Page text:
Whether tracepoints should be a part of the user-space binary interface is
a topic which has been
number of times in the past. When the 2010 Kernel Summit took up the
topic, many assumed that the result would be a controversial session.
Instead, the developers present came rather quickly to a consensus on how
the issue should be resolved.
Arjan van de Ven started with a demonstration of a new version of PowerTop
which provides all kinds of information on just how systems are using
power. It depends heavily on tracepoints for the source information. He
wants to make useful tools like this, but he cannot do it if those
tracepoints are not seen as part of the ABI. That interface needs to not
break, or the tools will not be useful.
The other leader, Steve Rostedt, started by saying that tracepoints had been
put into debugfs for a reason. Tracepoints reach deep into the internal
state of the kernel; setting them in stone could limit its future development.
But he recognized the need for at least some
tracepoints to be relatively stable, so he proposed that there should be
two types of tracepoints. One, intended mainly for in-field debugging,
would have no ABI guarantee. The other set of tracepoints, aimed at
"high-level questions," would be stabilized in some way.
Exactly what "stable" means is not entirely clear; the specific format of a
tracepoint could change, perhaps, but the relevant fields would remain and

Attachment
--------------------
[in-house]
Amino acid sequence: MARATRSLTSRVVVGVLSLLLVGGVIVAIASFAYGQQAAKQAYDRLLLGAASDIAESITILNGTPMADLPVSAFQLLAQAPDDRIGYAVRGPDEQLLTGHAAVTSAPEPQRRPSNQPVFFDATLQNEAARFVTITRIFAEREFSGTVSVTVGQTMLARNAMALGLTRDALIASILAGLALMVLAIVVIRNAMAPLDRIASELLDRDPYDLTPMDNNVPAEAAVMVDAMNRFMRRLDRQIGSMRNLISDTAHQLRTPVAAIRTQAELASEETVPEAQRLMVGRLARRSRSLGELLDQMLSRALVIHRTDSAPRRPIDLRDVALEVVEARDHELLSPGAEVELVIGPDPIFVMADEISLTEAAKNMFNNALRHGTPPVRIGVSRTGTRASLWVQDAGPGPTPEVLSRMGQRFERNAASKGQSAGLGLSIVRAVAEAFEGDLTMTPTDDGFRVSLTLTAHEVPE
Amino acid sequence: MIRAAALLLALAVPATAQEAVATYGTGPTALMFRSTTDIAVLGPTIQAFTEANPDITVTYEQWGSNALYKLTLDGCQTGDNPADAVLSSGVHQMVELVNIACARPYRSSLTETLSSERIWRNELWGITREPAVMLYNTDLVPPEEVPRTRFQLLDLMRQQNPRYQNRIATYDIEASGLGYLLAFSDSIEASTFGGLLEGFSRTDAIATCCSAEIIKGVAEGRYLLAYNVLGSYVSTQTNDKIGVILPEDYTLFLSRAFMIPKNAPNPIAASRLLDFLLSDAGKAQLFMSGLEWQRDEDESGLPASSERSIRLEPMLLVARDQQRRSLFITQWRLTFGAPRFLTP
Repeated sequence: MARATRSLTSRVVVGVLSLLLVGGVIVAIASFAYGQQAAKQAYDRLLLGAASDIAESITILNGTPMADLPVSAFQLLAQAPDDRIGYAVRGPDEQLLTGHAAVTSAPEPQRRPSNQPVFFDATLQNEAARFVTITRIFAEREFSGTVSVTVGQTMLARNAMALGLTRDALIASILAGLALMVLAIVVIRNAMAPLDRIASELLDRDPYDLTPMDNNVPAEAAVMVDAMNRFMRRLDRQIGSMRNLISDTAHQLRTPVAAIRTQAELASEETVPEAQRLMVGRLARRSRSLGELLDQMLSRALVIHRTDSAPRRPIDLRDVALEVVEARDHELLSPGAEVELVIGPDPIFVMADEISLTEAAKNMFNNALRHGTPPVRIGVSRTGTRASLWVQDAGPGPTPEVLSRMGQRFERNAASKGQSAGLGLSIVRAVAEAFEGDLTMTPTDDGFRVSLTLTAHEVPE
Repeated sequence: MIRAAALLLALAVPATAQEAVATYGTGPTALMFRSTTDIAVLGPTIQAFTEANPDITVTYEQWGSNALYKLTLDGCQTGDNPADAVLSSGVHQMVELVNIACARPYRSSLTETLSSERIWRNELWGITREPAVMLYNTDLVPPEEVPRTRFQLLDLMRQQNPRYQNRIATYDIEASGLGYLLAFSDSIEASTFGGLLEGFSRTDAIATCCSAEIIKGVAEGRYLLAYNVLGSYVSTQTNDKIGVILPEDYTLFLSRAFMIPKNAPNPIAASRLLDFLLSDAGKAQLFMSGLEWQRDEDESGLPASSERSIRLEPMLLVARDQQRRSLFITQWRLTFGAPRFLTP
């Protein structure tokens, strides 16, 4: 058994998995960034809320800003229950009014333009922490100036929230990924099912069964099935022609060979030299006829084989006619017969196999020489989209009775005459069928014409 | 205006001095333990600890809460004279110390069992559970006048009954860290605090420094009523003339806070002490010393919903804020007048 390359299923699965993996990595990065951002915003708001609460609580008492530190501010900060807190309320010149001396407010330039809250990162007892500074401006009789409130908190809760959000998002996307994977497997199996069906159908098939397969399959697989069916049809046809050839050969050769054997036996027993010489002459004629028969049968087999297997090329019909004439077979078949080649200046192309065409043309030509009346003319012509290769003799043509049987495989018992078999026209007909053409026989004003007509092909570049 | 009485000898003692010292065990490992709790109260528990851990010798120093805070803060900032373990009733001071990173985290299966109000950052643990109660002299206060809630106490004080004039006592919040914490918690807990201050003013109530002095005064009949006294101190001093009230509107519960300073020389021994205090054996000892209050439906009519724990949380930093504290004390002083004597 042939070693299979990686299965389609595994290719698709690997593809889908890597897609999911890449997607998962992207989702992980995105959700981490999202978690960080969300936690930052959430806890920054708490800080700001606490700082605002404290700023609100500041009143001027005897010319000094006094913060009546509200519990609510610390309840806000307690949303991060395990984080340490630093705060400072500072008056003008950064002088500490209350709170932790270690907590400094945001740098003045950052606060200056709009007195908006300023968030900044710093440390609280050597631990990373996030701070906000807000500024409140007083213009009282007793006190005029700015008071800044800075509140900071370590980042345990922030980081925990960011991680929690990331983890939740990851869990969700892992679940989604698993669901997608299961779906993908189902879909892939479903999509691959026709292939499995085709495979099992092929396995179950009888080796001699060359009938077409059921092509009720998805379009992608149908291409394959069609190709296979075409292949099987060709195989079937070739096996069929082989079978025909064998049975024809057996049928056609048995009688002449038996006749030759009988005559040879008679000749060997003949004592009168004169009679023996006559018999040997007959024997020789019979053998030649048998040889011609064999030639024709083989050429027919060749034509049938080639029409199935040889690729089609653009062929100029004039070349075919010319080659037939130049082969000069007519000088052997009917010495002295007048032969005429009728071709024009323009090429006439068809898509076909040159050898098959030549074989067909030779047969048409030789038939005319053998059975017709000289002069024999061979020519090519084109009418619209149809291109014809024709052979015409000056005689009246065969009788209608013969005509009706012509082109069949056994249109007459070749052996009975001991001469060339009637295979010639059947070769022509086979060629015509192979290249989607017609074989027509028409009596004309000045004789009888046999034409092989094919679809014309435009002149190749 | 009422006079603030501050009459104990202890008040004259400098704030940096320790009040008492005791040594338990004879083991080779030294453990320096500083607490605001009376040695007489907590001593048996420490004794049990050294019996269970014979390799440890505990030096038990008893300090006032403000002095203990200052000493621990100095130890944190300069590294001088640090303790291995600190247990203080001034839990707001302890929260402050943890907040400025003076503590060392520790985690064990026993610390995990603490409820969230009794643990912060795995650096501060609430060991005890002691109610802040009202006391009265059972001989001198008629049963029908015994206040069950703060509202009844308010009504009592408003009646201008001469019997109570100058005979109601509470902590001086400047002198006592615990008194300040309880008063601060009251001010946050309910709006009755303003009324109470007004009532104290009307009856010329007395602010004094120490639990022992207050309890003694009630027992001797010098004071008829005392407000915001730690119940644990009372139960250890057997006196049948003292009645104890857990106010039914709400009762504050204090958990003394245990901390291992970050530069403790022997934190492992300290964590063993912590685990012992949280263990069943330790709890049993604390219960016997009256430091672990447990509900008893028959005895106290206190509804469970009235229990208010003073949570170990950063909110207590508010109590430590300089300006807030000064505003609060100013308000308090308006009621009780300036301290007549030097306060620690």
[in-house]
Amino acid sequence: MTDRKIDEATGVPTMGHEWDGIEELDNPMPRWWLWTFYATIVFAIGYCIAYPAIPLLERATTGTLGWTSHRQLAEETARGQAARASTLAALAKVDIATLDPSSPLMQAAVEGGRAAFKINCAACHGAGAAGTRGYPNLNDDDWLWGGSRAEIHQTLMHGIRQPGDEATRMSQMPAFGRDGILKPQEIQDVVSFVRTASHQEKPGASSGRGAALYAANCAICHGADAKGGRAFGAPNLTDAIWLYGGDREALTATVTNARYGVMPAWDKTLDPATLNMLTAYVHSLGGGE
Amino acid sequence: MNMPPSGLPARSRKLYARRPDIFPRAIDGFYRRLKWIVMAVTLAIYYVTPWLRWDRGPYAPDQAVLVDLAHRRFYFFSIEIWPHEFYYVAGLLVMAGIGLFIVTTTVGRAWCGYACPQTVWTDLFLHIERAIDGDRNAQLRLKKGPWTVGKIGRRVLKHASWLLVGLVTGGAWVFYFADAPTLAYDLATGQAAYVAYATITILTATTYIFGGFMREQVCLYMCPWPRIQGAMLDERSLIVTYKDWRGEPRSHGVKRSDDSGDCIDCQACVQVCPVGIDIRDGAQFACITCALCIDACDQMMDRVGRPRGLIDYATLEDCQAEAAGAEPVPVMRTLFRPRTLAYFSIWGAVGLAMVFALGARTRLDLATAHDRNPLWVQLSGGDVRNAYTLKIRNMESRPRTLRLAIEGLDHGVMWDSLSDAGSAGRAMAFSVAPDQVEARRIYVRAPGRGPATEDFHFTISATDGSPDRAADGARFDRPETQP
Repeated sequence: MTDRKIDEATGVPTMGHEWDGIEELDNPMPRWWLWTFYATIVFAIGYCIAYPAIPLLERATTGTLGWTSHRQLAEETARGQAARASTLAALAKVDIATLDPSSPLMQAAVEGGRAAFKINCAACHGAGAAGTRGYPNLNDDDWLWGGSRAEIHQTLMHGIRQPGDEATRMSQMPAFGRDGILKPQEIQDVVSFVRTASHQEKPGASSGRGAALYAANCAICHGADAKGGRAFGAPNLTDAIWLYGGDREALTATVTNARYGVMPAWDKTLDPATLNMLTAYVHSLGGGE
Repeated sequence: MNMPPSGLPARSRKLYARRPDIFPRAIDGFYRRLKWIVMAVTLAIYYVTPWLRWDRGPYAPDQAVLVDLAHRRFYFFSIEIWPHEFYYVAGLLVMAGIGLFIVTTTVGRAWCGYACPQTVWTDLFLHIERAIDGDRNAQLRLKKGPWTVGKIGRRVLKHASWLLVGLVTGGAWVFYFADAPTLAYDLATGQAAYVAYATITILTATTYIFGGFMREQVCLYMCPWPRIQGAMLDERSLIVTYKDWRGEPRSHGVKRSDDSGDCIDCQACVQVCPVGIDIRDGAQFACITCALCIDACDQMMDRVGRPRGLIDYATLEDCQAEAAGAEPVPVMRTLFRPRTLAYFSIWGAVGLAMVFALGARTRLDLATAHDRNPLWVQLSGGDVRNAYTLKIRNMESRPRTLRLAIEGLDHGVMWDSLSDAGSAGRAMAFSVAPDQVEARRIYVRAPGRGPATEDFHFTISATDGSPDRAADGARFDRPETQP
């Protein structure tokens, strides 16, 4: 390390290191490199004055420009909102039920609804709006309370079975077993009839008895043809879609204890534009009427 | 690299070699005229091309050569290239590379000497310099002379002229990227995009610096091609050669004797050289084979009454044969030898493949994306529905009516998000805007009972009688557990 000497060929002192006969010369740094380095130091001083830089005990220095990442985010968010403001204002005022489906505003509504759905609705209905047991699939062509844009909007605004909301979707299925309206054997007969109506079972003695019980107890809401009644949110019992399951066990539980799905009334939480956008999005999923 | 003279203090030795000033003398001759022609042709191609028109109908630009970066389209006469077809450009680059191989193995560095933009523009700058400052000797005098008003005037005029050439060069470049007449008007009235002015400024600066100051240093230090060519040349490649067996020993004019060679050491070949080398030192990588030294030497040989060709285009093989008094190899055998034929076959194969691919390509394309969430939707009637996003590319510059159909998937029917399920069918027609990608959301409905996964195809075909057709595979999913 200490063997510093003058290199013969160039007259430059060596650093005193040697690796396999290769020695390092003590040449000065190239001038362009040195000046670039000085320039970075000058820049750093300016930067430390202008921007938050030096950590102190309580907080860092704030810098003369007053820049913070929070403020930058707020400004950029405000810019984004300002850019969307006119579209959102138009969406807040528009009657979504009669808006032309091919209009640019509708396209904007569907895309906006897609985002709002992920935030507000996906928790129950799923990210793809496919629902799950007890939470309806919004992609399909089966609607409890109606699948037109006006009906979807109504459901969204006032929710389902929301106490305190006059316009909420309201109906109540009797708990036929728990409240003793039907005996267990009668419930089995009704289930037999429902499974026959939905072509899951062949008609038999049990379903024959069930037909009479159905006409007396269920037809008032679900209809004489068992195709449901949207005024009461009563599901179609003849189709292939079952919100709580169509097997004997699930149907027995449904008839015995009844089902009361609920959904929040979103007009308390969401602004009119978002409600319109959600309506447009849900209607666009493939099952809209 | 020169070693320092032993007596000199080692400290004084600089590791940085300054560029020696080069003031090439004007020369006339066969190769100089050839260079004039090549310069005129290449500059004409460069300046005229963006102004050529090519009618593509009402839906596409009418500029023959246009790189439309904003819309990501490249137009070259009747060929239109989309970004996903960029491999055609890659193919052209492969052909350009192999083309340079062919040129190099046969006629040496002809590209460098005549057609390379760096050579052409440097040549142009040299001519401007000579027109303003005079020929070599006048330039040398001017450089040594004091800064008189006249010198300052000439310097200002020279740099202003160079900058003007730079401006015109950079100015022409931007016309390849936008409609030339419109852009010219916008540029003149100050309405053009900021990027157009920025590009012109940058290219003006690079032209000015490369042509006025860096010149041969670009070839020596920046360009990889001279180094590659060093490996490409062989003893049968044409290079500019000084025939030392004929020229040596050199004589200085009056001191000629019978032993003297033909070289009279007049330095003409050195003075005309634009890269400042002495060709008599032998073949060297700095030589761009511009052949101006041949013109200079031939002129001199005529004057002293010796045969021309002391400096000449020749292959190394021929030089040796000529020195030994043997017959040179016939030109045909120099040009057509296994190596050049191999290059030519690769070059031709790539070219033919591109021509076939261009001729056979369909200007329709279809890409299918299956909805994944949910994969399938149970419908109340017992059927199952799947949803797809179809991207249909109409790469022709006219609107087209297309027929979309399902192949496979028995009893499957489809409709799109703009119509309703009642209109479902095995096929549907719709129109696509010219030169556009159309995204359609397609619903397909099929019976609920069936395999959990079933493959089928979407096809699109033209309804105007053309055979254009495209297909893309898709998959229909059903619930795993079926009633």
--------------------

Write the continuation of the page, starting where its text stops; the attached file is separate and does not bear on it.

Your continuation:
the associated format description would tell applications how to find the
information the need. There seemed to be a consensus that requiring
applications to use the format description is reasonable. Ted Ts'o pointed
out, though, that a lot of tools have trouble with complicated formats. So
maybe stable tracepoints should only use simpler formats.
Ted also wondered about just how stable tracepoints would be marked as
such. We could impose documentation requirements, but those have not
always been observed or enforced in the past. They could be documented in
the header file somewhere. Or, possibly, stable tracepoints could be moved
out of debugfs entirely, probably to a sysfs subdirectory. That last idea
proved popular, and is how things are likely to be done.
Linus was receptive to all of these ideas, but he did have one requirement:
there are to be no stable tracepoints in drivers or filesystems. His long
experience with ioctl() calls tells him that driver developers
will never get this right and will not be able to maintain stable
tracepoints in the long term. He would also rather not see them in
architecture-specific code either. One idea which went over fairly well
was to make stable tracepoints depend on a symbol which is not exported to
modules. That would prevent stable tracepoints from appearing in any code
which can be built as a module. There may also be a requirement that all
stable tracepoints be designated in a single, central source file to make
it evident when new ones are added.
All of this seems likely to pass; there were no voices raised in
disagreement. There will still be some interesting questions, though.
Steve showed a tracepoint from the scheduler which, he said, would be a
good candidate for stable status - it fires when the scheduler switches
from one process to another. Peter Zijlstra objected to some of the
contents of that tracepoint; it output information which, he says, does not
belong in a stable tracepoint. For example, there is priority information
provided, but, if the deadline scheduler is merged, there will be processes
with no priorities. So, while stable tracepoints may be in the future,
they are still likely to provide plenty to argue about.
Next: The core kernel vision.
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